EDITOR OF REDSTATE
When It Is Over
In October of 2005, I was one of the first to experience the W, T, and F to come October 3rd. Here at RedState, I had legitimately been breaking news about George W. Bush’s Supreme Court appointments. First came John Roberts. Then came, not Samuel Alito, but Harriet Miers.
I had a few good sources inside and outside the White House who had been feeding me information. Everyone seemed perplexed by the Miers decision. Within minutes of its public announcement I had a post ready to go highlighting her campaign donation to Al Gore when he’d run in the Democratic primary against George H. W. Bush in 1988.
The solidarity of conservatives and Republicans with George W. Bush began crumbling. Publicly, U.S. Senators and outside voices on the right were standing shoulder to shoulder with the President. Inside, many knew there was a crisis. Privately, a number of people involved in the nomination process decided they had to sabotage it. It is one of the great untold stories — more than one disastrous meeting between Miers and a senator did not actually happen. But the press, looking for gossip, ran with stories fed by people close to the nomination process who were intent on stopping it.
Once everyone mentally made the break with President Bush on Miers, it became a hell of a lot easier to also make the break from him on immigration reform in 2006 and other policy initiatives. It became easier to even express disappointment with the Bush Administration’s handling of war policy.
Harriet Miers was Bush’s “Emperor Has No Clothes” moment. But it took his own side to do it. It always takes a President’s own side to do him in. And once they start, it becomes hard for them to stop.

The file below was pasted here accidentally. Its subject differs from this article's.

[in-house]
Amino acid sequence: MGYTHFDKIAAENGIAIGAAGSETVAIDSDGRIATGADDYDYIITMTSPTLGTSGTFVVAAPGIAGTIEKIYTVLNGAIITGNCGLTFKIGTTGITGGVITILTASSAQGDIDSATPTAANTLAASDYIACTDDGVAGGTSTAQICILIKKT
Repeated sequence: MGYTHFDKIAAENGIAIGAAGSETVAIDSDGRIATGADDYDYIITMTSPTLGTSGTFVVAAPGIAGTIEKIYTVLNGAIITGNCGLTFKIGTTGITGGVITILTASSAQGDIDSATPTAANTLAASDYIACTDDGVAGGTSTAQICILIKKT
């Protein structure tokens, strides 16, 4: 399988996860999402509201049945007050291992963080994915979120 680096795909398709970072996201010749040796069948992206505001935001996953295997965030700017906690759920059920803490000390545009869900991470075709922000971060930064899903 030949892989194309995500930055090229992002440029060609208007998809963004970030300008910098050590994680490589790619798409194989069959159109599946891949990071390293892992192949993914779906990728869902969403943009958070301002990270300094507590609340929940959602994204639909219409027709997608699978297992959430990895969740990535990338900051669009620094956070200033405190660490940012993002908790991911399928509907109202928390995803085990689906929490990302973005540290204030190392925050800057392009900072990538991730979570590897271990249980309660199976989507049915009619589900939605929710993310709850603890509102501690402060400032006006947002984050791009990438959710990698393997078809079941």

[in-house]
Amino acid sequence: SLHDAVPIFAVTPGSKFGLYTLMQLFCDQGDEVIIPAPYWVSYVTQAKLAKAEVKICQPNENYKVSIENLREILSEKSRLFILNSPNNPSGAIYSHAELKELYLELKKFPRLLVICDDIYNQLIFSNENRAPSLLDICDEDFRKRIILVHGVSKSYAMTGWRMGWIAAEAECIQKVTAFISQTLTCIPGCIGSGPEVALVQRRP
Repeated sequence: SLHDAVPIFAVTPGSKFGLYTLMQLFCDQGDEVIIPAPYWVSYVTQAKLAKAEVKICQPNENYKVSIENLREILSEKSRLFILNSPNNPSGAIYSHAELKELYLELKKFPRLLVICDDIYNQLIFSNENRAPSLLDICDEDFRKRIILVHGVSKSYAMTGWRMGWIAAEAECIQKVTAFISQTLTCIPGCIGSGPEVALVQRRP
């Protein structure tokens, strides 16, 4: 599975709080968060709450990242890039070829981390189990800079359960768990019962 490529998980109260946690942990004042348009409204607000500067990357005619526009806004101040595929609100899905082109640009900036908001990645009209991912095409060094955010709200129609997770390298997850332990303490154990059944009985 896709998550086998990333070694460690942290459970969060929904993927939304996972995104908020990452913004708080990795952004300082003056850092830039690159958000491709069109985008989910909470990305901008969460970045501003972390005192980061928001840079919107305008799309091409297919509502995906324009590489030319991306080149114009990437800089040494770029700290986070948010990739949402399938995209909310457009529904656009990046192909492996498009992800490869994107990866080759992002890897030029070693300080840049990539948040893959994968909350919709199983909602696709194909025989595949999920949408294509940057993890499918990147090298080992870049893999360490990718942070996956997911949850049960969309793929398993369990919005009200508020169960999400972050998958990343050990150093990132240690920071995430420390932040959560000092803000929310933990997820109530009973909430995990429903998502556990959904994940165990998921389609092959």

Once they have the power to start undermining their own guy’s foundation, they feel powerful, emboldened, and in a second term feel like they might be helping lay the foundations for the successor anyway. So they do it with a mostly clear conscience convinced they’re actually helping the next nominee by shutting down the present President.
I’m reminded of all this by
Ron Fournier’s column today. Democrats are beginning behave as Republicans did headed into 2006.
The level of disquiet among Democrats reminds me of President George W. Bush’s second term, when my best sources were frustrated Republicans. (Interviewing Republicans today is like interviewing Democrats in 2006: predictably partisan, rarely insightful.)
Polling for a President in his last mid-term election tends to take a downward trajectory. Survival for members of the President’s party requires self-preservation. But when politicians think their party leader isn’t even trying, it’s not just about self-preservation, but about retribution. About the only thing that could salvage Democrat unity now is for Republicans to impeach the President.
That may be why the most prominent voices on the subject are Democrats. The President’s supporters are all but publicly begging the Republicans to begin impeachment proceedings in order to put their Humpty Dumpty back together again. It won’t happen. Deep down, the Democrats in Washington know it. So they’ll go into self-preservation mode, lick their wounds in November, then even more publicly move on to their next party leader.